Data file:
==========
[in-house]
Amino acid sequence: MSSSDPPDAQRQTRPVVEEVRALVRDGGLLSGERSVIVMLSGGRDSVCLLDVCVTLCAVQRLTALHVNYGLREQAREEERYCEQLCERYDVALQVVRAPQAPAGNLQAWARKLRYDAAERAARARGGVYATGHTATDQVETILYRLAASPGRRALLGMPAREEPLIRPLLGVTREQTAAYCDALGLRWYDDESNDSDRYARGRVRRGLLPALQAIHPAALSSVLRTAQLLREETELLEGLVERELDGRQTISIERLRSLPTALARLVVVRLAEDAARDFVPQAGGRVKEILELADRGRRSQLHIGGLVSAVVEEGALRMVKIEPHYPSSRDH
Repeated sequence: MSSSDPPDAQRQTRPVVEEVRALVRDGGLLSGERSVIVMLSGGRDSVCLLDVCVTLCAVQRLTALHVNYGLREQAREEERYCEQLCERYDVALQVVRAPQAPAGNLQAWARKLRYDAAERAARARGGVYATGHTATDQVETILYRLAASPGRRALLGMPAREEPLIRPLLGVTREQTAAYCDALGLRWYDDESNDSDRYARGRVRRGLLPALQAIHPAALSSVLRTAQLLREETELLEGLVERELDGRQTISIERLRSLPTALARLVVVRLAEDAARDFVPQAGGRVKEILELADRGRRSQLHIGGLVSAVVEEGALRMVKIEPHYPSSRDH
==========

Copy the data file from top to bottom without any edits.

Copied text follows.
[in-house]
Amino acid sequence: MSSSDPPDAQRQTRPVVEEVRALVRDGGLLSGERSVIVMLSGGRDSVCLLDVCVTLCAVQRLTALHVNYGLREQAREEERYCEQLCERYDVALQVVRAPQAPAGNLQAWARKLRYDAAERAARARGGVYATGHTATDQVETILYRLAASPGRRALLGMPAREEPLIRPLLGVTREQTAAYCDALGLRWYDDESNDSDRYARGRVRRGLLPALQAIHPAALSSVLRTAQLLREETELLEGLVERELDGRQTISIERLRSLPTALARLVVVRLAEDAARDFVPQAGGRVKEILELADRGRRSQLHIGGLVSAVVEEGALRMVKIEPHYPSSRDH
Repeated sequence: MSSSDPPDAQRQTRPVVEEVRALVRDGGLLSGERSVIVMLSGGRDSVCLLDVCVTLCAVQRLTALHVNYGLREQAREEERYCEQLCERYDVALQVVRAPQAPAGNLQAWARKLRYDAAERAARARGGVYATGHTATDQVETILYRLAASPGRRALLGMPAREEPLIRPLLGVTREQTAAYCDALGLRWYDDESNDSDRYARGRVRRGLLPALQAIHPAALSSVLRTAQLLREETELLEGLVERELDGRQTISIERLRSLPTALARLVVVRLAEDAARDFVPQAGGRVKEILELADRGRRSQLHIGGLVSAVVEEGALRMVKIEPHYPSSRDH